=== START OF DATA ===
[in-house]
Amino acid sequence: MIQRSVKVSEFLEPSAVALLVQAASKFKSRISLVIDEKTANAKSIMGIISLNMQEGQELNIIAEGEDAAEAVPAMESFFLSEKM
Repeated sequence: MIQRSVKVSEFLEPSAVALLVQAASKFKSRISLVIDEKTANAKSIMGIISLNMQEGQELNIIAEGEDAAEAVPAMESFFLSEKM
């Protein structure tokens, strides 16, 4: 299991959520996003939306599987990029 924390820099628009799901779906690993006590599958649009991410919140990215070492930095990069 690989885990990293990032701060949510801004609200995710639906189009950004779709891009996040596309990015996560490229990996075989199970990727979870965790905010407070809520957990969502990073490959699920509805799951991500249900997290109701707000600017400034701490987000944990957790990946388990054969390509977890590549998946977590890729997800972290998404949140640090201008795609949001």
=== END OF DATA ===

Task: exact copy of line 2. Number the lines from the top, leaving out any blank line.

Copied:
Amino acid sequence: MIQRSVKVSEFLEPSAVALLVQAASKFKSRISLVIDEKTANAKSIMGIISLNMQEGQELNIIAEGEDAAEAVPAMESFFLSEKM